Green Tea and Fat Oxidation

Posted on July 2, 2008. Filed under: Weight Weight Weight | Tags: , , , , , , , , , |

I’m reproducing this article from the American Journal of Clinical Nutrition and note, especially, the “Conclusions” at the bottom.  Green Tea is not only a treat but a benefit, too.  Enjoy! 

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American Journal of Clinical Nutrition, Vol. 70, No. 6, 1040-1045, December 1999
© 1999
American Society for Clinical Nutrition


Original Research Communications

Efficacy of a green tea extract rich in catechin polyphenols and caffeine in increasing 24-h energy expenditure and fat oxidation in humans1,2,3

Abdul G Dulloo, Claudette Duret, Dorothée Rohrer, Lucien Girardier, Nouri Mensi, Marc Fathi, Philippe Chantre and Jacques Vandermander

1 From the Department of Physiology, Faculty of Medicine, University of Geneva; Geneva University Hospital; and Laboratoires Arkopharma, Nice, France.

 

Background: Current interest in the role of functional foods in weight control has focused on plant ingredients capable of interfering with the sympathoadrenal system.

Objective: We investigated whether a green tea extract, by virtue of its high content of caffeine and catechin polyphenols, could increase 24-h energy expenditure (EE) and fat oxidation in humans.

Design: Twenty-four–hour EE, the respiratory quotient (RQ), and the urinary excretion of nitrogen and catecholamines were measured in a respiratory chamber in 10 healthy men. On 3 separate occasions, subjects were randomly assigned among 3 treatments: green tea extract (50 mg caffeine and 90 mg epigallocatechin gallate), caffeine (50 mg), and placebo, which they ingested at breakfast, lunch, and dinner.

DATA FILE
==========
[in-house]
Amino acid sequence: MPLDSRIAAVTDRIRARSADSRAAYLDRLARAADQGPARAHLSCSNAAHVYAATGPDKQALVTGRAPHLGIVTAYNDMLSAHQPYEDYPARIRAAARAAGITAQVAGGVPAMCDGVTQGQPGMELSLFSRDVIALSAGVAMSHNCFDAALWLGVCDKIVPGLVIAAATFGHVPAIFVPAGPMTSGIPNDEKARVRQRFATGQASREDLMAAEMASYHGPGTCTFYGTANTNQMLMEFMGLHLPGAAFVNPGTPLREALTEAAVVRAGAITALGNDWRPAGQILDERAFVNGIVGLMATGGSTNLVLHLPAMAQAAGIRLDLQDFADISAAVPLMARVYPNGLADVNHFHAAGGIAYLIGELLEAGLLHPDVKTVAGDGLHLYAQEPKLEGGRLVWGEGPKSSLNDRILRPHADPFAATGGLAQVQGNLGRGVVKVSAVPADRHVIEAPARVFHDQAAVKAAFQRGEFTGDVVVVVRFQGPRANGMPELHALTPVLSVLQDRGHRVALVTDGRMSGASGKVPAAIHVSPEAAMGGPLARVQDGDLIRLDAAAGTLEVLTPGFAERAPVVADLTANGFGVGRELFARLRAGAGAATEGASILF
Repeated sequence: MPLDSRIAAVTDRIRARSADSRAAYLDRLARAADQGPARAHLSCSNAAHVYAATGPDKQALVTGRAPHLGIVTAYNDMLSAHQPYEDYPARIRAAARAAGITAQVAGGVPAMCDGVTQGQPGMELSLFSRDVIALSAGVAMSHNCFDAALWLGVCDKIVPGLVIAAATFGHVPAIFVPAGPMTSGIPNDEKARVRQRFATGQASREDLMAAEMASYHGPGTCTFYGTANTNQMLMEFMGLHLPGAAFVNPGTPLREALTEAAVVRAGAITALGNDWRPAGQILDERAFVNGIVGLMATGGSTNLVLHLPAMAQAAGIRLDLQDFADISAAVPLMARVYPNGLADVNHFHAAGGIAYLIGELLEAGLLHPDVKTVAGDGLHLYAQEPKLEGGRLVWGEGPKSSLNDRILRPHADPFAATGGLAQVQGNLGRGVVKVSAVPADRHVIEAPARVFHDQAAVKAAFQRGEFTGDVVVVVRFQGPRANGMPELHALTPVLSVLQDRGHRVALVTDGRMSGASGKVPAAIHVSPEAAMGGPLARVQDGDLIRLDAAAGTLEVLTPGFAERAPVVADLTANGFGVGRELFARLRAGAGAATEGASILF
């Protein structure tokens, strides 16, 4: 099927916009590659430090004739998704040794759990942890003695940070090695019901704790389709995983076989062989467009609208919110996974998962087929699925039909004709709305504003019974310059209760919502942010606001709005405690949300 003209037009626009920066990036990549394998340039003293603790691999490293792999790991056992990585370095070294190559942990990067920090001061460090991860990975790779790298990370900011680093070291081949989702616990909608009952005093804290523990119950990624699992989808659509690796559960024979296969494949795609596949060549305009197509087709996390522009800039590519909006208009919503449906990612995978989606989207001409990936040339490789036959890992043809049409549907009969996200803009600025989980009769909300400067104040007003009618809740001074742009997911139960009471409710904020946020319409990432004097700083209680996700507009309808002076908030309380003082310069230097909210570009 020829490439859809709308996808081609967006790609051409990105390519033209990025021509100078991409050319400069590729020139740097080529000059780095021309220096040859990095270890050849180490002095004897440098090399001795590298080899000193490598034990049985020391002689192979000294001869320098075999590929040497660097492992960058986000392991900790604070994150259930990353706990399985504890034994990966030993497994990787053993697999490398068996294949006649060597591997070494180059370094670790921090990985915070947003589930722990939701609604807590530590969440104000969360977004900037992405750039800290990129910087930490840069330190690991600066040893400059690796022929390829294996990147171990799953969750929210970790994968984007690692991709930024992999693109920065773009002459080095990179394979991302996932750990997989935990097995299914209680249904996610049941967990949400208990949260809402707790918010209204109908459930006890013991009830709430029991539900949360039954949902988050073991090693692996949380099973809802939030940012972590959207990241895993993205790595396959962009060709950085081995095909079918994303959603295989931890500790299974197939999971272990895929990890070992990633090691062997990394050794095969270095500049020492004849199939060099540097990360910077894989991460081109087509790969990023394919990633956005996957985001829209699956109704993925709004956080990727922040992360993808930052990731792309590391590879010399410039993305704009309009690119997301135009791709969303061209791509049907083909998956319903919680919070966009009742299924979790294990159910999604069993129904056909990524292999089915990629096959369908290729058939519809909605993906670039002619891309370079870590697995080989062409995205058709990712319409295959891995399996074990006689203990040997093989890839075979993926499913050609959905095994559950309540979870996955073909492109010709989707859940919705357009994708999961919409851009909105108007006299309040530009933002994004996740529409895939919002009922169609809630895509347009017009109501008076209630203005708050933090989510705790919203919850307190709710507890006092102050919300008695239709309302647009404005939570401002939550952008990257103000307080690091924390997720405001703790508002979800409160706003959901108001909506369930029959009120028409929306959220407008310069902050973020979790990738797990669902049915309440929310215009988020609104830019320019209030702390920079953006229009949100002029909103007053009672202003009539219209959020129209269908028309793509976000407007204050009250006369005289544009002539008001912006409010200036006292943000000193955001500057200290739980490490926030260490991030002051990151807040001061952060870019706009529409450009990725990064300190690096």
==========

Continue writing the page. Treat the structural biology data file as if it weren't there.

Results: Relative to placebo, treatment with the green tea extract resulted in a significant increase in 24-h EE (4%; P < 0.01) and a significant decrease in 24-h RQ (from 0.88 to 0.85; P < 0.001) without any change in urinary nitrogen. Twenty-four–hour urinary norepinephrine excretion was higher during treatment with the green tea extract than with the placebo (40%, P < 0.05). Treatment with caffeine in amounts equivalent to those found in the green tea extract had no effect on EE and RQ nor on urinary nitrogen or catecholamines.

Conclusions: Green tea has thermogenic properties and promotes fat oxidation beyond that explained by its caffeine content per se. The green tea extract may play a role in the control of body composition via sympathetic activation of thermogenesis, fat oxidation, or both.

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